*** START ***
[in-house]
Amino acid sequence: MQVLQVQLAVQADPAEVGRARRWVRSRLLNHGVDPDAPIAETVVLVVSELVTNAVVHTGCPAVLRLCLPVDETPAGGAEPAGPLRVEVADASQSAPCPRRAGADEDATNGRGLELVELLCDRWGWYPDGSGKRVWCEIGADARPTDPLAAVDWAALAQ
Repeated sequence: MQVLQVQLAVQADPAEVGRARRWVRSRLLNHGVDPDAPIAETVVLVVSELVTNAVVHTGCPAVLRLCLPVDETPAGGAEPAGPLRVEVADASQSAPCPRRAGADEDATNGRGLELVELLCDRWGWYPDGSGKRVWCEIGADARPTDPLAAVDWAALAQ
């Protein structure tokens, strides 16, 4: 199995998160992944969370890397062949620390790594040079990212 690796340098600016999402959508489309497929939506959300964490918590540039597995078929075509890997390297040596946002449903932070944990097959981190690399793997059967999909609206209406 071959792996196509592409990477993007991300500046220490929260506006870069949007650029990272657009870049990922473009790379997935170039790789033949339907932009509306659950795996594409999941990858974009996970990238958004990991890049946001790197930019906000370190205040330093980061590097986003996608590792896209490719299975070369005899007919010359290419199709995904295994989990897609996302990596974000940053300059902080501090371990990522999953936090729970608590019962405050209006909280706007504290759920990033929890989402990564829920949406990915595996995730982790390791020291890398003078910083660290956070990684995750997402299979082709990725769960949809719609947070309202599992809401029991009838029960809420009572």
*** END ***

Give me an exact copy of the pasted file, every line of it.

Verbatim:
[in-house]
Amino acid sequence: MQVLQVQLAVQADPAEVGRARRWVRSRLLNHGVDPDAPIAETVVLVVSELVTNAVVHTGCPAVLRLCLPVDETPAGGAEPAGPLRVEVADASQSAPCPRRAGADEDATNGRGLELVELLCDRWGWYPDGSGKRVWCEIGADARPTDPLAAVDWAALAQ
Repeated sequence: MQVLQVQLAVQADPAEVGRARRWVRSRLLNHGVDPDAPIAETVVLVVSELVTNAVVHTGCPAVLRLCLPVDETPAGGAEPAGPLRVEVADASQSAPCPRRAGADEDATNGRGLELVELLCDRWGWYPDGSGKRVWCEIGADARPTDPLAAVDWAALAQ
């Protein structure tokens, strides 16, 4: 199995998160992944969370890397062949620390790594040079990212 690796340098600016999402959508489309497929939506959300964490918590540039597995078929075509890997390297040596946002449903932070944990097959981190690399793997059967999909609206209406 071959792996196509592409990477993007991300500046220490929260506006870069949007650029990272657009870049990922473009790379997935170039790789033949339907932009509306659950795996594409999941990858974009996970990238958004990991890049946001790197930019906000370190205040330093980061590097986003996608590792896209490719299975070369005899007919010359290419199709995904295994989990897609996302990596974000940053300059902080501090371990990522999953936090729970608590019962405050209006909280706007504290759920990033929890989402990564829920949406990915595996995730982790390791020291890398003078910083660290956070990684995750997402299979082709990725769960949809719609947070309202599992809401029991009838029960809420009572």